On May 21, 2018, the Minnesota Court of Appeals, in an unpublished decision, affirmed the rulings of the district court judge overseeing all asbestos litigation in Minnesota on various grounds. The decision, Conda v. Honeywell International, Inc., arose out of a three-week trial in 2016 regarding the death of Ronald Conda, who passed away because of mesothelioma. Plaintiff had argued that Mr. Conda was exposed to various asbestos-containing products through his work at Northern States Power (“NSP”) facilities and through non-occupational exposures to joint compound and automotive products.
The jury returned a verdict awarding Mr. Conda’s estate over $3.7 million dollars. The jury allocated fault among various parties, attributing 80% of the fault to Mr. Conda’s employer, NSP, 10% to Honeywell for its Bendix brakes, and 10% to Foster Wheeler. The amounts allocated to Plaintiff’s employer, NSP, were uncollectible due to the exclusivity provisions of Minnesota’s Workers’ Compensation Statute. As a result, the district court applied a previous version of Minnesota’s Comparative Fault Statute and found that Honeywell would be responsible for its own fault plus 50% of NSP’s fault—for a total of nearly $1.9 million dollars. Honeywell then appealed on various grounds, a number of which are discussed herein.
First, the Court of Appeals affirmed the district court’s application of the pre-2003 version of Minnesota’s Comparative Fault Statute. Honeywell had argued that the post-2003 version of the statute applied because the wrongful death claim accrued in 2015 when Mr. Conda died. Plaintiff had argued that the prior version of the statute applied because the exposures that caused his disease occurred before the statute was amended. The previous version of the statute allowed for joint and several liability. See Minn. Stat. § 604.02, subd. 1 (2002). In 2003, Minnesota revised its comparative fault statute to allow for joint and several liability only when:
- a defendant’s fault is greater than 50%
- two or more defendants acted in a common plan or scheme
- an intentional tort is committed, or
- the liability arose under specific statutes (such as those governing pesticide control or underground storage tanks) not at issue in this case.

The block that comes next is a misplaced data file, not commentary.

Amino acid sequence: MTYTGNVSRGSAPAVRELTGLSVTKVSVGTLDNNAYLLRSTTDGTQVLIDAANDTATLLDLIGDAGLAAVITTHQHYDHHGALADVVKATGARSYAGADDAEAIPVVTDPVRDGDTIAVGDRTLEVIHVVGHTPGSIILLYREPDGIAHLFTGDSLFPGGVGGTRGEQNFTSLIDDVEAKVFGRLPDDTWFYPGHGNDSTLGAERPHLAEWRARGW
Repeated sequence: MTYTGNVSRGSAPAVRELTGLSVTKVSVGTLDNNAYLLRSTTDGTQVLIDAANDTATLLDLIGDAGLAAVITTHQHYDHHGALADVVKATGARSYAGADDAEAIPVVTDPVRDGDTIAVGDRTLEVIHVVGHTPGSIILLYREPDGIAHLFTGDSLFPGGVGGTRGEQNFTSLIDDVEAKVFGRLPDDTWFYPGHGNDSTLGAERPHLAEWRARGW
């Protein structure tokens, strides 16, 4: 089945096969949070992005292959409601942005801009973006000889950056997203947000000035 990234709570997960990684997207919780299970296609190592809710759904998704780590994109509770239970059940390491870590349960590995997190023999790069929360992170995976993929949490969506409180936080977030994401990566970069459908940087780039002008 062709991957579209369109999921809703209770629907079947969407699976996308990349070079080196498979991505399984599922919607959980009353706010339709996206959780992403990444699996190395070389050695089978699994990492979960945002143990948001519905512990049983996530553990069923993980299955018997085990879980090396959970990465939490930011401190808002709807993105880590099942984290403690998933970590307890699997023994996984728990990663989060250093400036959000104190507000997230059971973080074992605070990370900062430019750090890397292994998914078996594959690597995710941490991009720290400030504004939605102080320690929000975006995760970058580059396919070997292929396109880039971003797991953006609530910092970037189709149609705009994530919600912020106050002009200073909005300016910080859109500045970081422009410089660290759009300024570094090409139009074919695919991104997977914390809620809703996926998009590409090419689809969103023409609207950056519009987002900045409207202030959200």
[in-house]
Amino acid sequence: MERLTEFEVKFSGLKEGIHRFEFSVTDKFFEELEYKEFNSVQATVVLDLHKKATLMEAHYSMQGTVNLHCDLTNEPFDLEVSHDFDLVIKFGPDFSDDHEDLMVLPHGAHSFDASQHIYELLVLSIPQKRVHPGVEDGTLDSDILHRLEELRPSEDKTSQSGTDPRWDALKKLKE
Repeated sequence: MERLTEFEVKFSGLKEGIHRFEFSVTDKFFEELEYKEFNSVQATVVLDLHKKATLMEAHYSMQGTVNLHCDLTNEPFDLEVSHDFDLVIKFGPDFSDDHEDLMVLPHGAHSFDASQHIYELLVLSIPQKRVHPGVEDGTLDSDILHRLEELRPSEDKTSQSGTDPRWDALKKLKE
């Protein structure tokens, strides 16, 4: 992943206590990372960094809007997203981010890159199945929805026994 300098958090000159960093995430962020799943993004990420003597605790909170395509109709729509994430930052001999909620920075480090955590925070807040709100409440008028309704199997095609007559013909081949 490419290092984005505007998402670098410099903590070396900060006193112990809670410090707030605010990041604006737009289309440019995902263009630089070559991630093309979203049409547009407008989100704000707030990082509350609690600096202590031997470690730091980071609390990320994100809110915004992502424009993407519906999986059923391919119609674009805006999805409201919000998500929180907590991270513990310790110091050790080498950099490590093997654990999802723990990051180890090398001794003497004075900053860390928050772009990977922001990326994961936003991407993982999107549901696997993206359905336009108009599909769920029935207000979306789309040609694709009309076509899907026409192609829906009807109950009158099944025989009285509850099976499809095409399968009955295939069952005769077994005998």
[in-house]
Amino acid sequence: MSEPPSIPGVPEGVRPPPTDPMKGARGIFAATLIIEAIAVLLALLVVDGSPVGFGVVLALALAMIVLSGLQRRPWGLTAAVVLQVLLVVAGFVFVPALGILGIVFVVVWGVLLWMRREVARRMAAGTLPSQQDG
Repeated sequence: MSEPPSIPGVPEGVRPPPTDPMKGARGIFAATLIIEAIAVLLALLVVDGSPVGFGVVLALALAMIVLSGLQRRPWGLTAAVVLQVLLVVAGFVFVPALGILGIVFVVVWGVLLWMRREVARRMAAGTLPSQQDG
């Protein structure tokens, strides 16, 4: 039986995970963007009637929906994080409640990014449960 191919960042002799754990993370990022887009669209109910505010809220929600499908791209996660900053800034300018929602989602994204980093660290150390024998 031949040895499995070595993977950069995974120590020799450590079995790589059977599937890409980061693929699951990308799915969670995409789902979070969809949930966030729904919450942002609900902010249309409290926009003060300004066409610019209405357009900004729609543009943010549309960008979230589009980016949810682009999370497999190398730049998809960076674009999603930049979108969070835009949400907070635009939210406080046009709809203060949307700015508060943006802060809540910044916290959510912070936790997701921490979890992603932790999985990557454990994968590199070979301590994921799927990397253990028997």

The effective date provision of the 2003 statute provides that it “applies to claims arising from events that occur on or after August 1, 2003.” Minn. Stat. § 604.02, subd. 1 (2016) (emphasis added). The district court agreed with the Plaintiff’s argument that the statute’s unique language specifying it applied to “events that occur” after 2003 did not apply to asbestos exposures that occurred decades ago. The appellate court agreed, reasoning that “[t]he date on which a claim arises or accrues is not necessarily the same as the dates of the underlying events giving rise to the claim.” The appellate court held that while the wrongful death claim may not have accrued until the time of Mr. Conda’s death in 2015, events that gave rise to the claim occurred before the statute was amended. Accordingly, the appellate court held that the current version of Minn. Stat. 604.02, subd. 1 does not apply to cases where some of the events giving rise to the claim occurred before August 1, 2003, even though the claim accrued on or after that date. The appellate court therefore affirmed the district court’s decision to apply the prior version of the statute and determined that the district court correctly re-allocated the uncollectible portion attributed by the jury to the decedent’s employer, NSP, to Honeywell.